Advertisement

Journal on Data Semantics

, Volume 4, Issue 3, pp 149–165 | Cite as

Model-Based Management of Strategic Initiatives

  • Daniele Barone
  • Liam Peyton
  • Flavio Rizzolo
  • Daniel Amyot
  • John Mylopoulos
  • Omar Badreddin
Original Article

Abstract

In order to adapt to a continuously changing environment, organizations are evolving their business objectives, processes, and operations through various strategic initiatives. In this context, it is imperative for organizations to continuously monitor their performance and adjust when there is a need or an opportunity to do so. The cluster of technologies that delivers this monitoring capability is called business intelligence (BI), and over the years it has come to play a central role in business operations and governance. Unfortunately, there is a huge cognitive gap between a requirements view of a strategic initiative articulated in terms of business goals, processes, and performance on one hand, and an implementation view of BI monitoring articulated in terms of databases, networks, and computational processing. In this paper, we present a model-based performance management framework for managing strategic initiatives across their complete lifecycle of analysis, modeling, implementation, and evaluation to bridge this cognitive gap. We demonstrate its usefulness through a case study at a major teaching hospital, which is implementing a strategic initiative to reduce antibiotic-resistant infections.

Keywords

Business intelligence Goal modeling Database integration Organizational transformation Strategic initiative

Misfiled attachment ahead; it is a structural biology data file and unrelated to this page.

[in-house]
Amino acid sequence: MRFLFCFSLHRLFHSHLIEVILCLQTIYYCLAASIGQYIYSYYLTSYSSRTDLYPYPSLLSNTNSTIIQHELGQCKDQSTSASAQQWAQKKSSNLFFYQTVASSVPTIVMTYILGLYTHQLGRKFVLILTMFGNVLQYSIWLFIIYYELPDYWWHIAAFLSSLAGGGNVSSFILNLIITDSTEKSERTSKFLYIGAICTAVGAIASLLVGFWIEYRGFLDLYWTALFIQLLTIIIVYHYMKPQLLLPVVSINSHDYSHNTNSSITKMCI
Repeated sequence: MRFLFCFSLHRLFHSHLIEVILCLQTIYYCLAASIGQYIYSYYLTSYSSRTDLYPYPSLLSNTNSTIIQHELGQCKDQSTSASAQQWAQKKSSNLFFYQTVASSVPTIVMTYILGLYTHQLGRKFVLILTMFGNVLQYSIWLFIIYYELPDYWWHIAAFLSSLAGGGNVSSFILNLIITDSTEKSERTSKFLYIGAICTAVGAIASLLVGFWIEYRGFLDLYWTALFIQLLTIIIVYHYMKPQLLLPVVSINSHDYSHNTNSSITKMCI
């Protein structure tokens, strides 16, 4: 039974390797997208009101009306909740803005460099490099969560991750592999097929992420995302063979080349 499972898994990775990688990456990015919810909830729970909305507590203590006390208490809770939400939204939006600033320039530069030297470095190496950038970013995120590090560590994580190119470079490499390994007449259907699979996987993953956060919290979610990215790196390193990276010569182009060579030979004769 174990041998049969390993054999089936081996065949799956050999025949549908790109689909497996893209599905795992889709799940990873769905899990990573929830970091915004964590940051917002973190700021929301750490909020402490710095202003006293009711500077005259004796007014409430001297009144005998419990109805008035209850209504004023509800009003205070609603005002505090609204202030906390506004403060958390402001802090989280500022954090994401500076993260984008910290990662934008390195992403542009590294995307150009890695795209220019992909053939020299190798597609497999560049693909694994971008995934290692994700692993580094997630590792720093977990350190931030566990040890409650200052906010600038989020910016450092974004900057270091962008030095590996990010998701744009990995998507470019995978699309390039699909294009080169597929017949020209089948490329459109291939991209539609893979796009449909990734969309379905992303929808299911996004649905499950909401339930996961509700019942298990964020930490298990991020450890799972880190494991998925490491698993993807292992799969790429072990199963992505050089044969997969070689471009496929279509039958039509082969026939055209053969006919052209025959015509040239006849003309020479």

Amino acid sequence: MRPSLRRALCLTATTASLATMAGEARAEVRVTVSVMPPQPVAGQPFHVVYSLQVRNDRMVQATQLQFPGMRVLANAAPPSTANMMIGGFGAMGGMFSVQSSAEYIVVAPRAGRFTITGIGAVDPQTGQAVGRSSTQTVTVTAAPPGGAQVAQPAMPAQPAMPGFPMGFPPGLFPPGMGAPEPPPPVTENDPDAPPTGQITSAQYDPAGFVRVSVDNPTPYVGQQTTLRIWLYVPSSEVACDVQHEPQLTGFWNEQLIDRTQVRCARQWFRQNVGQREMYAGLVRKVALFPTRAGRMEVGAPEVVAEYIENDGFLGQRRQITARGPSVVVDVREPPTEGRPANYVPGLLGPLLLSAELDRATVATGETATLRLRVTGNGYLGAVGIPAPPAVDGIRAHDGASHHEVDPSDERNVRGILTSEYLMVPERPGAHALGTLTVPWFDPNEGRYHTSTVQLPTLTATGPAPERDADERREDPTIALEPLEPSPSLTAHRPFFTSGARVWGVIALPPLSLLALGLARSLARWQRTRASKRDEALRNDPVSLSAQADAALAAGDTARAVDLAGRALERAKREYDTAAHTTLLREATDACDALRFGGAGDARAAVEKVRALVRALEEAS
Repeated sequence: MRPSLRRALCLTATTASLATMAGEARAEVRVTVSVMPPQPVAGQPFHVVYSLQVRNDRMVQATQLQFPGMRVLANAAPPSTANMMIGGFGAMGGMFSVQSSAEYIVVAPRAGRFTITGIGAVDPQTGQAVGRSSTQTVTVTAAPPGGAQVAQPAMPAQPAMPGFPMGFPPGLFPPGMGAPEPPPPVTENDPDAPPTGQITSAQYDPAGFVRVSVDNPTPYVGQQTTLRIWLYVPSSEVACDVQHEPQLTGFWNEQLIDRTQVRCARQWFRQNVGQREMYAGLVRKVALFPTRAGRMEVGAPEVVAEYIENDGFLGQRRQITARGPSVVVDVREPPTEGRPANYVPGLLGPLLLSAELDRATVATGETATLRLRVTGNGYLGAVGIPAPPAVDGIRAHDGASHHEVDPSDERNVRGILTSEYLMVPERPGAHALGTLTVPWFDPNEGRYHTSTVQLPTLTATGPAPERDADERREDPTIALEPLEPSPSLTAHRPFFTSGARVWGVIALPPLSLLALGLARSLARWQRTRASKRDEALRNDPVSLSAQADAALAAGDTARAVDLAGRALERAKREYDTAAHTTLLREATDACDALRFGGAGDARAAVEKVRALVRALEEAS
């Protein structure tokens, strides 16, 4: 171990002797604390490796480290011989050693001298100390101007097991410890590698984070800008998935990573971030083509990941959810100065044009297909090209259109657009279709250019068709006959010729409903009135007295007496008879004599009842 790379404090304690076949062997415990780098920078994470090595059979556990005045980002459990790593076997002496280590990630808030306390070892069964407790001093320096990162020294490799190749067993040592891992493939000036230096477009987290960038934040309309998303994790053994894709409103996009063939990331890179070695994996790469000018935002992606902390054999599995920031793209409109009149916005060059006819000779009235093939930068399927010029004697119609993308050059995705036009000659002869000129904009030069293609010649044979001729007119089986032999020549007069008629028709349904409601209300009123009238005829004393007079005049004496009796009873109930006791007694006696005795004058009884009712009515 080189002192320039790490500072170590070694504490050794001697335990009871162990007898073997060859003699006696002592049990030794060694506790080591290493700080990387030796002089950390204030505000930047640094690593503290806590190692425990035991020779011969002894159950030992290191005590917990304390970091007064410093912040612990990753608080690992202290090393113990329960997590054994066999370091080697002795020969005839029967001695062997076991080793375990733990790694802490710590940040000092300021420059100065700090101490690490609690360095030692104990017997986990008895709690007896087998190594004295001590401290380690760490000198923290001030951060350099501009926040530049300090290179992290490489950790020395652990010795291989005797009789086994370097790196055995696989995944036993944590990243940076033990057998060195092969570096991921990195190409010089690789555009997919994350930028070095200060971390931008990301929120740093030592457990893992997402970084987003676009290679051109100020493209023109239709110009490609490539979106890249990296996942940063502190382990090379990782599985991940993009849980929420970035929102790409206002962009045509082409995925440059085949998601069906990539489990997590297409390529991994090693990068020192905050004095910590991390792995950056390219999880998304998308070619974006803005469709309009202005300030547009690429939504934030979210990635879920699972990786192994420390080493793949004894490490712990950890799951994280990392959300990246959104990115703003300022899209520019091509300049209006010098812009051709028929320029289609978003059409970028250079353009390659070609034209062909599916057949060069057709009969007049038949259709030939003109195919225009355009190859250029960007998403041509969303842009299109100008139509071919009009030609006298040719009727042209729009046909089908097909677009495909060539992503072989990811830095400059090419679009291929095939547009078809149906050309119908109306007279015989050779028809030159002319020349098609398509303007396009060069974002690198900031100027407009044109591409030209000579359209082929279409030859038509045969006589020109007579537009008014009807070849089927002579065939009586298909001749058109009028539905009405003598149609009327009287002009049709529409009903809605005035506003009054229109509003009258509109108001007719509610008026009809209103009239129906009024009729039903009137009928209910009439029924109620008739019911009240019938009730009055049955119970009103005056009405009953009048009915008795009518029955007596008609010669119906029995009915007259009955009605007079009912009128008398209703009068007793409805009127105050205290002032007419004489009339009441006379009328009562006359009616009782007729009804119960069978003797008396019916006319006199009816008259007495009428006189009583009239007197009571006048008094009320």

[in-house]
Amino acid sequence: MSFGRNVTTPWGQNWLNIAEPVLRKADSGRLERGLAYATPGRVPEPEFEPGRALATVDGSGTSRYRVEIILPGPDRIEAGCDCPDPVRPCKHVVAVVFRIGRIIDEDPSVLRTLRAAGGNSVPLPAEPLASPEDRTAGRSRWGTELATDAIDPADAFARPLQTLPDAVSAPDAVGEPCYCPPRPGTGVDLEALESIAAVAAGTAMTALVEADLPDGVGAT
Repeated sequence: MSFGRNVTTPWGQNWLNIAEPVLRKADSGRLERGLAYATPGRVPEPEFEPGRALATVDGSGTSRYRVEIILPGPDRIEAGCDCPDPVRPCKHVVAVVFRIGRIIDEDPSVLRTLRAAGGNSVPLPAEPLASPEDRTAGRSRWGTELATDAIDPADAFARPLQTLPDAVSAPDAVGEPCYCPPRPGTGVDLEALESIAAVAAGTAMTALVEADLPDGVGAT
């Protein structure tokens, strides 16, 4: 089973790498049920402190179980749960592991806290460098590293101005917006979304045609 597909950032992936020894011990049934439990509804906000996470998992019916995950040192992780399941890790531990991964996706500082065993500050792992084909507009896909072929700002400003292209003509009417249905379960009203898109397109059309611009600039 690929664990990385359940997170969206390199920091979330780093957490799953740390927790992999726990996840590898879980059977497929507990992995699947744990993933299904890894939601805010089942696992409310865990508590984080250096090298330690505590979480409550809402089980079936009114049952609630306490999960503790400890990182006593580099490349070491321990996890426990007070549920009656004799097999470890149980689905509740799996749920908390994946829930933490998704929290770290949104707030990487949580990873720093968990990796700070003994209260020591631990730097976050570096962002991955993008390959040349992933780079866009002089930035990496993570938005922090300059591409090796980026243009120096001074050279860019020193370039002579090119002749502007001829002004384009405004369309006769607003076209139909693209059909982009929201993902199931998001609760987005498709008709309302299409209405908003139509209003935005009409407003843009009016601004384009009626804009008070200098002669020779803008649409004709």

Notes

Acknowledgments

This work has been supported by the business intelligence network (BIN), the Canadian Institutes of Health Research, and the Natural Sciences and Engineering Research Council of Canada. We are grateful to Eric Yu, Iluju Kiringa, Lei Jiang, Gary Garber, Alan J. Forster, and many other colleagues for useful discussions and suggestions that helped shape this work.

References

  1. 1.
    Adya A, Blakeley JA, Melnik S, Muralidhar S (2007) Anatomy of the ado.net entity framework. In: Proceedings of the 2007 ACM SIGMOD international conference on Management of data. SIGMOD ’07ACM, New York, NY, USA, pp 877–888Google Scholar
  2. 2.
    Amyot D, Horkoff J, Gross D, Mussbacher G (2009) A lightweight GRL profile for i* modeling. In: ER Workshops, vol 5833, lecture notes in computer science. Springer, Berlin, Heidelberg, pp 254–264Google Scholar
  3. 3.
    Andersson B, Johannesson P, Zdravkovic J (2009) Aligning goals and services through goal and business modelling. Inf Syst E-Bus Manag 7(2):143–169CrossRefGoogle Scholar
  4. 4.
    Barone D, Jiang L, Amyot D, Mylopoulos J (2011) Strategic models for business intelligence. In: Conceptual modeling—ER 2011, 30th International Conference on conceptual modeling, lecture notes in computer science, vol 6998. Springer, pp 429–439Google Scholar
  5. 5.
    Barone D, Mylopoulos J, Jiang L, Amyot D (2010) Business intelligence model, version 1.0. Tech. Rep. CSRG-607, University of Toronto, Canada. ftp://ftp.cs.toronto.edu/csri-technical-reports/INDEX.html
  6. 6.
    Barone D, Peyton L, Rizzolo F, Amyot D, Mylopoulos J (2011) Towards model-based support for managing organizational transformation. In: Babin G, Stanoevska-Slabeva K, Kropf P (eds) MCETECH, lecture notes in business information processing, vol 78. Springer, pp 17–31Google Scholar
  7. 7.
    Barone D, Topaloglou T, Mylopoulos J (2012) Business intelligence modeling in action: a hospital case study. In: CAiSE 2012–24th Int. Conf. on advanced information aystems engineering, lecture notes in computer science, vol 7328. Springer, pp 502–517Google Scholar
  8. 8.
    Barone D, Yu ESK, Won J, Jiang L, Mylopoulos J (2010) Enterprise modeling for business intelligence. In: van Bommel P, Hoppenbrouwers S, Overbeek S, Proper E, Barjis J (eds) PoEM 2010—Third IFIP WG8.1 Working Conference on the practice of enterprise modelling, lecture notes in business information processing, vol 68. Springer, pp 31–45Google Scholar
  9. 9.
    Bell D, Cesare SD, Iacovelli N, Lycett M, Merico A (2007) A framework for deriving semantic web services. Inf Syst Front 9(1):69–84CrossRefGoogle Scholar